In healthy eyes, the occlusion of distal episcleral veins increases pulsations in the more proximal aqueous veins, with a pulsatile aqueous wave even entering regional episcleral veins (called the aqueous influx phenomenon). In contrast, in glaucomatous eyes, blood refluxes into the aqueous veins from tributary episcleral veins to enter the aqueous vein emissaries communicating with SC (called the blood influx phenomenon). Blood reflux into SC may be caused during gonioscopy by a goniolens-induced increase in EVP or by aqueous aspiration. In normal sub jects, the pressure gradient reversal causes the TM to move rapidly away from the SC external wall, creating a large SC lumen into which blood quickly flows. In early glaucoma, TM movement slows and, as the disease progresses, eventually stops. The progressive reduction in TM motion is initially recognizable by a decrease in the rate at which SC filling occurs and, in later states of glaucoma, by a complete absence of SC blood entry 10


Slit-lamp examination of aqueous veins6,10and gonioscopic examination of SC blood reflux10 can make use of what researchers know about TM movement and abnormal pulsatile flow in glaucoma. Matthias Grieshaber, MD,11 used this information to evaluate the prognosis of canaloplasty, Ronald Fellman, MD,12 to assess the effectiveness of ab interno trabeculectomy, and Ike Ahmed, MD (written communication, April 2013), to determine the best site at which to place a microinvasive glaucoma surgical device.

Investigators can now use PhS-OCT technology to analyze the properties of the TM that allow it to move normally.7,8 This tool offers the possibility of an office-based, noncontact, noninvasive, quantitative procedure to determine the TM’s ability to maintain tightly controlled IOP homeostasis, perhaps a better surrogate than the occasional IOP measurements that clinicians currently use. Characterization by PhS-OCT scans may help to predict the need to initiate or escalate therapy in addition to providing office-based guidance to determine the relative benefits of medical, laser, or surgical interventions.

Murray Johnstone, MD, is a clinical professor in the Department of Ophthalmology at the University of Washington in Seattle. Dr. Johnstone may be reached at (206) 236- 8520;

  1. Grant WM. Further studies on facility of flow through the trabecular meshwork. Arch Ophthalmol. 1958;60:523-533.
  2. Ellingsen BA, Grant WM. Trabeculotomy and sinusotomy in enucleated human eyes. Invest Ophthalmol. 1972;11:21-28.
  3. Ellingsen BA, Grant WM. The relationship of pressure and aqueous outflow in enucleated human eyes. Invest Ophthalmol. 1971;10:430-437.
  4. Johnstone MA, Grant WM. Pressure-dependent changes in structure of the aqueous outflow system in human and monkey eyes. Am J Ophthalmol. 1973;75:365-383.
  5. Van Buskirk EM. Anatomic correlates of changing aqueous outflow facility in excised human eyes. Invest Ophthalmol Vis Sci. 1982;22:625-632.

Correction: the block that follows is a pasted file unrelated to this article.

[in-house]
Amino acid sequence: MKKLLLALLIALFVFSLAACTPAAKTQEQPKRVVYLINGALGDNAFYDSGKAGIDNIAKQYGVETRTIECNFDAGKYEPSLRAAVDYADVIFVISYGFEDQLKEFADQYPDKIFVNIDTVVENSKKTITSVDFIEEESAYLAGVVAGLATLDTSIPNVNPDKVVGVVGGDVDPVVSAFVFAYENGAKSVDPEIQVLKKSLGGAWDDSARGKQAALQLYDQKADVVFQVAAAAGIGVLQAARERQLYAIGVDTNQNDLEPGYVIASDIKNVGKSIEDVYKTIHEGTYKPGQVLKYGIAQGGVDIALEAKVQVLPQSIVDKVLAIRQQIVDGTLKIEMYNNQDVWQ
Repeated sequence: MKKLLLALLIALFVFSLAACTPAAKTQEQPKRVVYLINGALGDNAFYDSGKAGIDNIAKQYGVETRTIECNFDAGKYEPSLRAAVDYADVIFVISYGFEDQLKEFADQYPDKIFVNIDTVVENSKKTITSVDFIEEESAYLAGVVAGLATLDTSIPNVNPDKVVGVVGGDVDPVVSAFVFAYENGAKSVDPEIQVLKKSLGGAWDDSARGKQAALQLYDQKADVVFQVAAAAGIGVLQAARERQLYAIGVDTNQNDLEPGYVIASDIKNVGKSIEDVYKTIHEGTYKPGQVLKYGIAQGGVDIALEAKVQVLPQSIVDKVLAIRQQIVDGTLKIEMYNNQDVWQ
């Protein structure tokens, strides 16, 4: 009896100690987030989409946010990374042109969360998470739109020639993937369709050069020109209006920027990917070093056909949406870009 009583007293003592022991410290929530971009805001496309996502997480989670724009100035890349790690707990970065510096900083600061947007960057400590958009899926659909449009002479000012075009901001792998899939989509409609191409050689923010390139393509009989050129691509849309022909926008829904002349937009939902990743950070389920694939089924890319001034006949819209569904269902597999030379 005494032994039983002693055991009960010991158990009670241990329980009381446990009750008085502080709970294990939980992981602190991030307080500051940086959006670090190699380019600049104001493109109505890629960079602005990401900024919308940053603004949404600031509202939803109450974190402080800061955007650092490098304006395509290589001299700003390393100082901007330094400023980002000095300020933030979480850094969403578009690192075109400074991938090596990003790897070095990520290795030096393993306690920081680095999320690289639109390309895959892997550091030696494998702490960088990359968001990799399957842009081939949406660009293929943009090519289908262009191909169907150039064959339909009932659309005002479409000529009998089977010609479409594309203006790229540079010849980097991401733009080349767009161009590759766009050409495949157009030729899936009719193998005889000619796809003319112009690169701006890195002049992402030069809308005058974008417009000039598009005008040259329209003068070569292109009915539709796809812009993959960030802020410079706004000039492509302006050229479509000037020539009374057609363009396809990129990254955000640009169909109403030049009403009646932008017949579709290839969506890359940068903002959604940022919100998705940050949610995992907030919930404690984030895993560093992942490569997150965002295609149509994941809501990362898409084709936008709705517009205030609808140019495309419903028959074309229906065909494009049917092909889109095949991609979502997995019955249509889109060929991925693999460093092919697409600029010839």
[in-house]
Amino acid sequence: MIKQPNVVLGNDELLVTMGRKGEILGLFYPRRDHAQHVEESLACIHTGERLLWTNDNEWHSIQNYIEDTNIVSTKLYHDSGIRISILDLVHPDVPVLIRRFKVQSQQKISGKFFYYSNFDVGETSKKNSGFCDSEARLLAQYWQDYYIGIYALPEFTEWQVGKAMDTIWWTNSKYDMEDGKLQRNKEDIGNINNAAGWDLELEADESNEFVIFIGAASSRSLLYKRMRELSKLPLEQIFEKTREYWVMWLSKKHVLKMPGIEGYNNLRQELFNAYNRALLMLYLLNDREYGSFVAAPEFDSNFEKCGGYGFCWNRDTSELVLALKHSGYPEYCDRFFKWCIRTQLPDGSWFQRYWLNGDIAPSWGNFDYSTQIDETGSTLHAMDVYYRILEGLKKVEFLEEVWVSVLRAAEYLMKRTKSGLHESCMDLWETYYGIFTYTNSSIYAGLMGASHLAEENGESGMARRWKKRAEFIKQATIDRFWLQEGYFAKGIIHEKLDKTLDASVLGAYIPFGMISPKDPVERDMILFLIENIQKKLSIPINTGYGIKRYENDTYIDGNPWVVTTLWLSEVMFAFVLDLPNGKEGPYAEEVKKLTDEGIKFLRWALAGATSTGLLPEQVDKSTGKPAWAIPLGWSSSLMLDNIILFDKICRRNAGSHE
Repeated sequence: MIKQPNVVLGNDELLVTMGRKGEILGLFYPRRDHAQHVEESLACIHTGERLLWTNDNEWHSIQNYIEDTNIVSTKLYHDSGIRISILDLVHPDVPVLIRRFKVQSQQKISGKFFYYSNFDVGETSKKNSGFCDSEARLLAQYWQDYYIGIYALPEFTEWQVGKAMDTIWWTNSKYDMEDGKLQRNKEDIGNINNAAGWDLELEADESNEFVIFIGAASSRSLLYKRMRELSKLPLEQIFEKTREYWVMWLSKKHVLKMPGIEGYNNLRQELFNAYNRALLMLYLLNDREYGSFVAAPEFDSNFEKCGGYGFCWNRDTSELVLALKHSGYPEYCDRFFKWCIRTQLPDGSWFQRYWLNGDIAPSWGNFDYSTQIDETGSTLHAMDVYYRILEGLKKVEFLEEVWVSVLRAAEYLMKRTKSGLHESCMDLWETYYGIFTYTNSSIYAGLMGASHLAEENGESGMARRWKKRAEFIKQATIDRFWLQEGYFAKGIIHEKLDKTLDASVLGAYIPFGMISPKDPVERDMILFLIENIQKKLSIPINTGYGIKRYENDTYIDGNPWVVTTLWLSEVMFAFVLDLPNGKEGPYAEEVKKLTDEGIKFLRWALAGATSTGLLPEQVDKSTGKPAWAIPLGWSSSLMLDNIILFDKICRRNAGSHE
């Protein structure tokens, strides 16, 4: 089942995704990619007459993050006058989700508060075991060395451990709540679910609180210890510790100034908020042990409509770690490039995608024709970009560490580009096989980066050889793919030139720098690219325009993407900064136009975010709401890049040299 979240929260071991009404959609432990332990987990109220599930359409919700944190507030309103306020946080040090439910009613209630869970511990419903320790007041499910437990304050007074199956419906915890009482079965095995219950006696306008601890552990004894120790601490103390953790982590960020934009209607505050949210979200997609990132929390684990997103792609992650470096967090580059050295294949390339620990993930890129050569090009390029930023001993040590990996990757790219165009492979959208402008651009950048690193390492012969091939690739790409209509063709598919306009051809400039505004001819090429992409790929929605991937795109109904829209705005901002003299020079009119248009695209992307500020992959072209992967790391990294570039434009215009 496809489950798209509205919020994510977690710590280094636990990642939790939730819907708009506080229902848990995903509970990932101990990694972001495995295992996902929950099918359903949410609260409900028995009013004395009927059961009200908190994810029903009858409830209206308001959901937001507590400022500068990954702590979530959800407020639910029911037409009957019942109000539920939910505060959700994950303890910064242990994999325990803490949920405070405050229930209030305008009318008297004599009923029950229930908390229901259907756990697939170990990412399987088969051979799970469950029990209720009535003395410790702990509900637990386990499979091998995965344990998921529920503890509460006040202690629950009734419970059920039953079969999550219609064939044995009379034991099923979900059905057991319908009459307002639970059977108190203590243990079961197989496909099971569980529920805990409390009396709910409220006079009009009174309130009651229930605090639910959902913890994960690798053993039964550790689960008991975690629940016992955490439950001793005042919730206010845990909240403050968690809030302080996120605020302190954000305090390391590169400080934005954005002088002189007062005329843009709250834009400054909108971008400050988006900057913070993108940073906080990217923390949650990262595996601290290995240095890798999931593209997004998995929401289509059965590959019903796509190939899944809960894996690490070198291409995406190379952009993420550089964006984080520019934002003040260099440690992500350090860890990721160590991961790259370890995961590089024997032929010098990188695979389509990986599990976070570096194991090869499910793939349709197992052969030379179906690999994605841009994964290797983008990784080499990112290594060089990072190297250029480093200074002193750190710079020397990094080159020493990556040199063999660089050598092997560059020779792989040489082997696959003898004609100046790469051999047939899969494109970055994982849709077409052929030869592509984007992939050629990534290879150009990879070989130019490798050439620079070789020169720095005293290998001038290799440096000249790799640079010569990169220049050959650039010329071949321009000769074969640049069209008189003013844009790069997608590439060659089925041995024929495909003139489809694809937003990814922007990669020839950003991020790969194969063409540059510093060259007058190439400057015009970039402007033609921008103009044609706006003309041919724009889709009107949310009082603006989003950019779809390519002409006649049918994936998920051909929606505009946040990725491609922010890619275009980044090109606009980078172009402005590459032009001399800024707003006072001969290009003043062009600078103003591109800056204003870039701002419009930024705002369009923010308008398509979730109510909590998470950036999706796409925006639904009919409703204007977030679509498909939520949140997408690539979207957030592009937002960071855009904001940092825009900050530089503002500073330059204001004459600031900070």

6. Johnstone M, Martin E, Jamil A. Pulsatile flow into the aqueous veins: manifestations in normal and glaucomatous eyes. Exp Eye Res. 2011;92:318-327.
  7. Li P, Reif R, Zhi Z, Martin E, et al. Phase-sensitive optical coherence tomography characterization of pulse -induced trabecular meshwork displacement in ex-vivo non-human primate eyes. J Biomed Opt. 2012;17(7):076026.
  8. Li P, Shen TT, Johnstone M, Wang RW. Pulsatile motion of the trabecular meshwork in healthy human subjects quantified by phase-sensitive optical coherence tomography. Opt Express. 2013;4(10):2051-2065.
  9. Johnstone M. The aqueous outflow system as a mechanical pump: evidence from examination of tissue and aqueous movement in human and non-human primates. J Glaucoma. 2004;13:421-438.
  10. Johnstone M. A new model describes an aqueous outflow pump and explores cause of pump failure in glaucoma. In: Grehn F, Stamper R, eds. Essential in Glaucoma II. Heidelberg, Germany: Springer; 2007:3-34.
  11. Grieshaber M, Pienaar A, Olivier J, Stegmann R. Clinical evaluation of the aqueous outflow system in primary open-angle glaucoma for canaloplasty. Invest Ophthalmol Vis Sci. 2010;51:1498-1504.
  12. Fellman R, Grover D. Episcleral venous fluid wave: intraoperative evidence for patency of the conventional outflow system [published online ahead of print December 31, 2012]. J Glaucoma. doi:10.1097.

Contact Info

Bryn Mawr Communications LLC
1008 Upper Gulph Road, Suite 200
Wayne, PA 19087

Phone: 484-581-1800
Fax: 484-581-1818

Facebook Twitter

About Glaucoma Today

Glaucoma Today is mailed bimonthly (six times a year) to 11,519 glaucoma specialists, general ophthalmologists, and clinical optometrists who treat patients with glaucoma. Glaucoma Today delivers important information on recent research, surgical techniques, clinical strategies, and technology.

Website Design by Sides Media